What is Scabies?
The Scabies mite, Sarcoptes scabiei, is a small animal closely related to spiders that can barely be seen with the naked eye. The aid of a microscope is required to see the scabies mite and the tunnels it digs through the skin.
Scabies are attracted to the human body by body odor and heat. Scabies found among animals thrive best on these carriers, but may nevertheless infect humans. However, this is highly uncommon and results in a less severe form of scabies infection.
The female is 0.4 mm long with a rounded gray-white body. The male is slightly smaller. The female digs tunnels in the epidermis and lays 2-3 eggs a day – a total of 10-25 eggs in her life time. The eggs hatch after 3-4 days and the maggots crawl up on the skin surface to make small pockets in the skin where they develop further. When they are sexually mature, the males mate with the females. After mating the males die and the females dig new paths in the epidermis and begin to lay eggs. Usually only about 15 scabies mites are present on an infected human body. A Scabies infection may persist for a long time since it is generally misdiagnosed because scabies multiply under the skin and are difficult to detect on the body. It may take months and sometimes years before scabies is correctly diagnosed and treated. Since scabies is contagious through direct contact, family members and other people with whom the patient has had close contact are usually also infected.
The most common symptoms of scabies are intense itching and rash from vigorous scratching, which may ultimately develop into eczema in some patients. Scabies mites deposit fecal material, which triggers a hypersensitivity reaction and results in itching and rash. Read more about the symptoms by clicking here.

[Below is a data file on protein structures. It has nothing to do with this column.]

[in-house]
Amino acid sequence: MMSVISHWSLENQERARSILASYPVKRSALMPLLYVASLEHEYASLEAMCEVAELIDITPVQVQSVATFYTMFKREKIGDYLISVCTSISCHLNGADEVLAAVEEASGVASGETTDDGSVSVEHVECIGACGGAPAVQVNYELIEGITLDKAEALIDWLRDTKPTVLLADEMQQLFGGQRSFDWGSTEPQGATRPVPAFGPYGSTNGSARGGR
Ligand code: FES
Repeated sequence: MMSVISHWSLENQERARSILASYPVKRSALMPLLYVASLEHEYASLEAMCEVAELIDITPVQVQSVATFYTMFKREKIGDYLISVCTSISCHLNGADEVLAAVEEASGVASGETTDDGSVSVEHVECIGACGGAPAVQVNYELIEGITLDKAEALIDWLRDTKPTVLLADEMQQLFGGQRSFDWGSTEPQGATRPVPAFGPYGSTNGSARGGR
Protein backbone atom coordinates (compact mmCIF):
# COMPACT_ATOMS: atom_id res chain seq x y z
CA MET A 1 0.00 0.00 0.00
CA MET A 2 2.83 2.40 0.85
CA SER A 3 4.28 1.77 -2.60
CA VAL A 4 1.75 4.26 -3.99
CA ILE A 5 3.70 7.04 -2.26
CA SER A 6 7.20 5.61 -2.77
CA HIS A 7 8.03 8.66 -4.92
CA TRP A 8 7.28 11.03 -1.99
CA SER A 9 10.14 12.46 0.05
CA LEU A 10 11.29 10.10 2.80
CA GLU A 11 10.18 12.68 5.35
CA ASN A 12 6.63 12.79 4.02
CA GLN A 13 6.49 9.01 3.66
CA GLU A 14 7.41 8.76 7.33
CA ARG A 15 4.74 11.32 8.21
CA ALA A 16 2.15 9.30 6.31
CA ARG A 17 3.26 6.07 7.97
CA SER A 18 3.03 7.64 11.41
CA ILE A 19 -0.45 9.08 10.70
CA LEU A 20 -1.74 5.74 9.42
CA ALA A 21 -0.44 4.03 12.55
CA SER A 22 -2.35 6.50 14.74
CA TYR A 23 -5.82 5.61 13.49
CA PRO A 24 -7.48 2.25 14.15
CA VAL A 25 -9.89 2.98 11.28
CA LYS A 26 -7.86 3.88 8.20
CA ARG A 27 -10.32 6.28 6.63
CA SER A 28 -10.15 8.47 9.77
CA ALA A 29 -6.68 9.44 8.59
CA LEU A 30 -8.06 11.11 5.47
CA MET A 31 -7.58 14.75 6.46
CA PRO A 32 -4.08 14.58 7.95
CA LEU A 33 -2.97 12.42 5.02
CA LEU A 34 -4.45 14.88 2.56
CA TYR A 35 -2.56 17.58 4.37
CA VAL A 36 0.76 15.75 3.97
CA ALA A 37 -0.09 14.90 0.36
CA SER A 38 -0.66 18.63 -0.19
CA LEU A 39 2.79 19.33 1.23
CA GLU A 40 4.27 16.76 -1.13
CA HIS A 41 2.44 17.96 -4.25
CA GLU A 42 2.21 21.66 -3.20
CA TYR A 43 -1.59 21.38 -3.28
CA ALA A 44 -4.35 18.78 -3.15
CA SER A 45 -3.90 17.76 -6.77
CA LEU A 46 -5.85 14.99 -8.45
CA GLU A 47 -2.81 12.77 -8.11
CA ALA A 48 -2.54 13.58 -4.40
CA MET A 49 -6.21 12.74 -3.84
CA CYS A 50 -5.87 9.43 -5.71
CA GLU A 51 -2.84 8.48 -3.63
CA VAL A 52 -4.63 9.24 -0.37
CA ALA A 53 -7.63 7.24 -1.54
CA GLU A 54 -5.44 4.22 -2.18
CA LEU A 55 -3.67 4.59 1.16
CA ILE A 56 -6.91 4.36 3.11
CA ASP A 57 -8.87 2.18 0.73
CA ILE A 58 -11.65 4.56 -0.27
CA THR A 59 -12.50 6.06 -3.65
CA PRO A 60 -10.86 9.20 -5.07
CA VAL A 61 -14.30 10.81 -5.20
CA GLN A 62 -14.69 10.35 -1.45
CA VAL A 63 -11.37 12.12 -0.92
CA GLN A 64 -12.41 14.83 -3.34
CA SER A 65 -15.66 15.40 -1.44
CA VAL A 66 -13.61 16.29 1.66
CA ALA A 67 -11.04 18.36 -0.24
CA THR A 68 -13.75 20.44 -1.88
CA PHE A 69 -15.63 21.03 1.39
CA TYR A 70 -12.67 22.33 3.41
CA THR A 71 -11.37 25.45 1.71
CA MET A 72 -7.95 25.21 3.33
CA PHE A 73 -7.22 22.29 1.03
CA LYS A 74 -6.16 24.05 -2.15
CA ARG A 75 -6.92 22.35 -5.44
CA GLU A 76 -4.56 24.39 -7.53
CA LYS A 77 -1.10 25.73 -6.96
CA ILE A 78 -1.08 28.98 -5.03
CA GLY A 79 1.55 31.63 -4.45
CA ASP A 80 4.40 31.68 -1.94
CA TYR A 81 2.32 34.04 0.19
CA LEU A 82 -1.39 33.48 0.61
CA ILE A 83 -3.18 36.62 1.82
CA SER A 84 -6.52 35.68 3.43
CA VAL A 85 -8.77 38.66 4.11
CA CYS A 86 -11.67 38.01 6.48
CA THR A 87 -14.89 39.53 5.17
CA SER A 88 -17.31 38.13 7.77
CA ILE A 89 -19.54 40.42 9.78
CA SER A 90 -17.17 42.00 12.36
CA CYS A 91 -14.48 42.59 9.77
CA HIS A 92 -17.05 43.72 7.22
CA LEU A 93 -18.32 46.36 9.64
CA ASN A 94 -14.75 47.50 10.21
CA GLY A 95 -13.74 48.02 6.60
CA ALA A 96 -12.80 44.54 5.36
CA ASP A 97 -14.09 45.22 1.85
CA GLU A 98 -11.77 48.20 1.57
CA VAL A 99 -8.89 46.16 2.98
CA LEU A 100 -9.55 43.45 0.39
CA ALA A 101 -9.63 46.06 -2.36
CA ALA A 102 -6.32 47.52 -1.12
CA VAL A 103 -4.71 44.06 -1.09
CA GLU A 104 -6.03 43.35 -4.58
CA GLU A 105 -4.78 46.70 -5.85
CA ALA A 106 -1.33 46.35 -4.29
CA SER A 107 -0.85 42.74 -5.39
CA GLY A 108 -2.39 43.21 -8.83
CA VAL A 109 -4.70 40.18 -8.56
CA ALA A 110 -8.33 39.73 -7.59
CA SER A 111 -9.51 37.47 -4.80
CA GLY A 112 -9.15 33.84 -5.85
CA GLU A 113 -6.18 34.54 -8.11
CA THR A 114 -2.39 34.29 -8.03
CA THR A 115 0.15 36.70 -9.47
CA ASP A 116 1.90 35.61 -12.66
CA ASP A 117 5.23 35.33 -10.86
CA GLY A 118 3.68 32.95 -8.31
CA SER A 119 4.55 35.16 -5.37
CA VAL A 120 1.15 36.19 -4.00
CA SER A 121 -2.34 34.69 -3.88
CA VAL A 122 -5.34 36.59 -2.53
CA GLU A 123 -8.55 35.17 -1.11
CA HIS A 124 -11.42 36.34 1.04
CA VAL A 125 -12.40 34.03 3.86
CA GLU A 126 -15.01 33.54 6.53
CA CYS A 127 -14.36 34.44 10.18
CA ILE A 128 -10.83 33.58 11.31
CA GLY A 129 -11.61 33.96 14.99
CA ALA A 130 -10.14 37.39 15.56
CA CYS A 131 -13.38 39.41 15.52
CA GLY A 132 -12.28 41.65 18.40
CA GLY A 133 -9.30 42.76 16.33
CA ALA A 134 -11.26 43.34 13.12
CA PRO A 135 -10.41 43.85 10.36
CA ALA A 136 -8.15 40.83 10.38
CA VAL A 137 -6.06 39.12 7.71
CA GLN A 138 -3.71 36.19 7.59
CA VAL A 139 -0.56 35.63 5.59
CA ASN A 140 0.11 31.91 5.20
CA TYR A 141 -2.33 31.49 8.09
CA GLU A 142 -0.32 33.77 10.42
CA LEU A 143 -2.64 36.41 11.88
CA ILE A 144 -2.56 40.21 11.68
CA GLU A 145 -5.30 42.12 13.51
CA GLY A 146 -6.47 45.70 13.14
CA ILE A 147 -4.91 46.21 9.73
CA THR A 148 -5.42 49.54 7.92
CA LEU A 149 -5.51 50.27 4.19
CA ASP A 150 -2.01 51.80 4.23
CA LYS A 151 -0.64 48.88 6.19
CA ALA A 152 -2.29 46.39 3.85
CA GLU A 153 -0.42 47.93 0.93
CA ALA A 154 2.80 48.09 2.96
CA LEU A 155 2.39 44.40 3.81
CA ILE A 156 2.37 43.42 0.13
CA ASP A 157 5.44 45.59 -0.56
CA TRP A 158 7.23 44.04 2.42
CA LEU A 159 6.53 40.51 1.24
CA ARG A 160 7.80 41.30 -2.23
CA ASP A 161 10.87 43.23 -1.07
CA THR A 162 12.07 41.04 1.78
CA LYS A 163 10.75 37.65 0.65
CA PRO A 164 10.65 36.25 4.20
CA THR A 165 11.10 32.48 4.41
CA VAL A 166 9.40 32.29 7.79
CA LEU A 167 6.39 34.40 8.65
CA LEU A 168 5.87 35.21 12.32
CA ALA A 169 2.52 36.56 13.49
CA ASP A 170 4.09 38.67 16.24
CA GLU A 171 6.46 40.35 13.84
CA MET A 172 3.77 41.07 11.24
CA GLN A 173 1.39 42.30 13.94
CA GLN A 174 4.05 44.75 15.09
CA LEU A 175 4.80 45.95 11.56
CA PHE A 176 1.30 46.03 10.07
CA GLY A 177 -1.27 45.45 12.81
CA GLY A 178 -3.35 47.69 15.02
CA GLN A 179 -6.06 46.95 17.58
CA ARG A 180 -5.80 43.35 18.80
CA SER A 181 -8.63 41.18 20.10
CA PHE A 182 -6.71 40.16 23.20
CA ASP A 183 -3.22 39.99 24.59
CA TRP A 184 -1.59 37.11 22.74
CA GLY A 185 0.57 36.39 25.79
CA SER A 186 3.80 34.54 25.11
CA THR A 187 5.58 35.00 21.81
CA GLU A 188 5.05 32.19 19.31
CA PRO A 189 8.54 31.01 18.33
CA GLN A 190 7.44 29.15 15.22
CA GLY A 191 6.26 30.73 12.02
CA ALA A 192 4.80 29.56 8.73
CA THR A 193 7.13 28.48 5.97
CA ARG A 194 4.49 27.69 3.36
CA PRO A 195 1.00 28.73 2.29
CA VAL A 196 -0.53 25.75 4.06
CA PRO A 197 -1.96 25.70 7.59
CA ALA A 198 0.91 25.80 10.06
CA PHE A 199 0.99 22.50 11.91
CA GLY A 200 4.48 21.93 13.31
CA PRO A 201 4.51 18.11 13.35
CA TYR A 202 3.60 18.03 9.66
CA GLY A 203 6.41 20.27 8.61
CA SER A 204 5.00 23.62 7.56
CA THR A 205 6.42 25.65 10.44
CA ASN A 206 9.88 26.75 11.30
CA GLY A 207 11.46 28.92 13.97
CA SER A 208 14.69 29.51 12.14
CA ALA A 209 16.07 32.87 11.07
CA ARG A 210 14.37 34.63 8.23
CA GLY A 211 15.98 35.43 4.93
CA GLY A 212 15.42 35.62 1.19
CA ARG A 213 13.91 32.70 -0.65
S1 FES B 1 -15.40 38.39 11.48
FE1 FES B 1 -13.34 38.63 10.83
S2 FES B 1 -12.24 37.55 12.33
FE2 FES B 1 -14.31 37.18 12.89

Individuals with impaired immunity, including older or sick people, are more likely to experience severe symptoms when suffering from scabies. This situation may cause the person to suffer from Norwegian Scabies, also known as crusted Scabies.
Norwegian scabies, also known as crusted Scabies, is a serious form of scabies infection first discovered in Norway in the mid-nineteenth century. This form of scabies usually afflicts people with impaired immunity, including individuals with AIDS, lymphoma and mental or physical impairments. Norwegian scabies is also common among the elderly since this group generally has a weaker immune system. In Norwegian Scabies, people are infected with hundreds of Scabies mites, compared to a normal infection, where only about 15 Scabies mites are present on the human body. The large number of Scabies mites is due to a compromised immune system which allows the Scabies to multiply drastically. The overwhelming number of Scabies mites on the body means that risk of infection is not limited to family members as in normal Scabies, but also extends to health workers and other people who have any form of body contact with the patient.
In Norwegian Scabies, the primary sites of infection are usually the soles of the feet, knees, elbows, palms and scalp; hands may swell and nails may become discolored. The damage is extensive and may resemble blistering that spreads rapidly. Norwegian Scabies poses a major risk of additional infections, including with Streptococcal bacteria, since the damaged areas of the body are more susceptible to bacterial infection. Intense itching, which is the most common symptom of scabies, does not occur to the same extent in Norwegian Scabies, or may not occur at all in some individuals.
Page last edited 20160104.